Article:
(Adds more injuries)
By Sonia Oxley and Neil Maidment
LONDON, June 26 (Reuters) - Second seed Victoria Azarenka called on Wimbledon organisers to examine the state of the grass courts after joining a growing list of players to withdraw from the grand slam because of injury on Wednesday.
The Belarussian fell badly in her match on Monday on what she called a slippery Court One and her knee failed to recover in time for Wednesday’s second-round clash with Flavia Pennetta.
Azarenka was one of seven players to withdraw from the championship on an incident-packed third day at the tournament.
“I don’t know if it’s the court or the weather. I can’t figure it out it,” said the second seed, who joined John Isner, Marin Cilic, Radek Stepanek, Steve Darcis, Jo-Wilfried Tsonga and Yaraslava Shvedova in withdrawing.
Croat Cilic described the trauma as a “very black day”.
The sorry seven represent the most singles retirements on the same day at a grand slam in the Open Era, and took the total tally to 10 after Guido Pella, Philipp Kohlschreiber and Romina Oprandi cut short their campaigns on Tuesday.
“It would be great if the (All England) club or somebody who takes care of the court just would examine or try to find an issue so that wouldn’t happen,” Azarenka added.
Russia’s Maria Sharapova was another player taking spectacular tumbles on the court and out of the championships when she lost to powerful Portuguese qualifier Michelle Larcher de Brito.
The four-times grand slam champion fell three times on a slippery Court Two, something Sharapova said she could not recall doing in a match before, although she refused to blame her second-round exit on the surface.
It is the first edition of the tournament since the retirement of long-time head groundsman Eddie Seaward but a Wimbledon spokesman insisted there was nothing different about the courts this year.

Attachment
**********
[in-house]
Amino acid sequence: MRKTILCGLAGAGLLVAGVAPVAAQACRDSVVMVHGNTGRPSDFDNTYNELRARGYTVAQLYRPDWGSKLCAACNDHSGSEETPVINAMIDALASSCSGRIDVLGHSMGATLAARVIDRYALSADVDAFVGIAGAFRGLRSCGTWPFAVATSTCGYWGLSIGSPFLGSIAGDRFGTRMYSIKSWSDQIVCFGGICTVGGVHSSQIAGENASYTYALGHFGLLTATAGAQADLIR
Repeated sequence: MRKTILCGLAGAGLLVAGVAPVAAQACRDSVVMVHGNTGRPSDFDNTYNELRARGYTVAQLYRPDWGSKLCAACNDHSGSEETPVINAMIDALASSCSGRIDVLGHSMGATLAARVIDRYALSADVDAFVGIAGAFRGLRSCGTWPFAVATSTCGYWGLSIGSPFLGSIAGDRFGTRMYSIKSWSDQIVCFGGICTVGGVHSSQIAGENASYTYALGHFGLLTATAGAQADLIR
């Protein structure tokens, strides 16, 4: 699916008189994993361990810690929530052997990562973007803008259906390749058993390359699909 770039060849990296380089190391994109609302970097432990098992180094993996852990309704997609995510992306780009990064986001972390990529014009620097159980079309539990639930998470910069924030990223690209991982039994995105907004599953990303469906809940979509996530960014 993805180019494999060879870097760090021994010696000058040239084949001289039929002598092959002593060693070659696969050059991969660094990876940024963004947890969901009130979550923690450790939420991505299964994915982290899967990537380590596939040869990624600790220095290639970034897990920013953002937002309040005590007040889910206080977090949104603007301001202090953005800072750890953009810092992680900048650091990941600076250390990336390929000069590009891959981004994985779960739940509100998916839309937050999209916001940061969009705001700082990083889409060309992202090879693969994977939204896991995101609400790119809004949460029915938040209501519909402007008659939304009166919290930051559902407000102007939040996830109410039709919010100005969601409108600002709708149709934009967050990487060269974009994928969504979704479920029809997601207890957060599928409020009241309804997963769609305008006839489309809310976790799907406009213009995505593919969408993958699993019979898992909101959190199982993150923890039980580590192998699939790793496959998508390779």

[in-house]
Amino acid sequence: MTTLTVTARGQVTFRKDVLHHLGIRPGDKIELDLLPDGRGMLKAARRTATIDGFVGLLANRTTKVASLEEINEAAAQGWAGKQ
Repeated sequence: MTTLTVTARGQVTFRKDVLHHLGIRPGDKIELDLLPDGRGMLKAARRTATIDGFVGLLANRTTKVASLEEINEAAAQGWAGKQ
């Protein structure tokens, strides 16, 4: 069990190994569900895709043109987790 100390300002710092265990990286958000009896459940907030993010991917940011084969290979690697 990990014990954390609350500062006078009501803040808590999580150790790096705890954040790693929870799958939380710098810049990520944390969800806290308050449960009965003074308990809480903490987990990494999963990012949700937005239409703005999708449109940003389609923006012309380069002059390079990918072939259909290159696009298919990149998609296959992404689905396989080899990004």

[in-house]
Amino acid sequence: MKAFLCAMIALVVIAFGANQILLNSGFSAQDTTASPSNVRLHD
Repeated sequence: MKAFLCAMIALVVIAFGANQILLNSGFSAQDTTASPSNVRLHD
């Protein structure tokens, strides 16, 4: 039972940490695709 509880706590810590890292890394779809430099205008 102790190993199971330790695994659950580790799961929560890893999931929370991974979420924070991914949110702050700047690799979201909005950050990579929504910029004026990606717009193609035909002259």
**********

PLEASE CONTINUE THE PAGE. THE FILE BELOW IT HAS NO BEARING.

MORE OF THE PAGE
“The surfaces at the start (of the tournament) are always lusher than at the end,” he said. “We have not changed the way the courts have been prepared or watered.”
Most of the other players injured on Wednesday had not picked up their problems slipping on the courts, with sixth seed Tsonga, one of the day’s high-profile casualties, succumbing to a problematic knee tendon that forced him to retire early while trailing Latvia’s Ernests Gulbis.
American Isner and Cilic also pulled out with knee injuries while Belgium’s Darcis, who stunned Rafa Nadal in the first round, had a shoulder problem and Czech Stepanek had left hamstring trouble. Kazakh Shvedova withdrew with an arm injury.
Many players, including Britain’s world number two Andy Murray, told reporters the courts felt the same as in any other year, while Cilic also struggled to find a reason for it.
“(It’s a) very black day ... it’s difficult to say what the explanation is,” the 10th seed, who said he had felt some pain in his knees for much of the grasscourt season, told a news conference.
While Darcis sustained his shoulder injury after falling in the first set of his match against twice champion Nadal on Monday, Cilic did not actually take a tumble.
“It’s more because of obviously much lower bounces, putting more pressure on my body and my knees, as I’m pretty tall,” the Croatian said. “It also has a difficulty on movement. It’s a bit tougher to move on grass than other surfaces.”
The courts had unsettled some on Tuesday, though.
Argentine Pella was carried off on a stretcher after a nasty fall and Switzerland’s Oprandi was also injured. German Kohlschreiber put his retirement in the fifth set of his first-round match down to tiredness.
Azarenka, who lay on the ground screaming in agony on Monday after almost doing the splits behind the baseline, played for most of the second set of her first match in obvious pain and with her knee heavily strapped.
Asked if she thought the courts were different to past years, she replied: “I’m wondering the same question because the court was not in a very good condition that day (Monday).
“I mean, my opponent fell twice; I fell badly; there were some other people who fell after.” (Editing by Ken Ferris)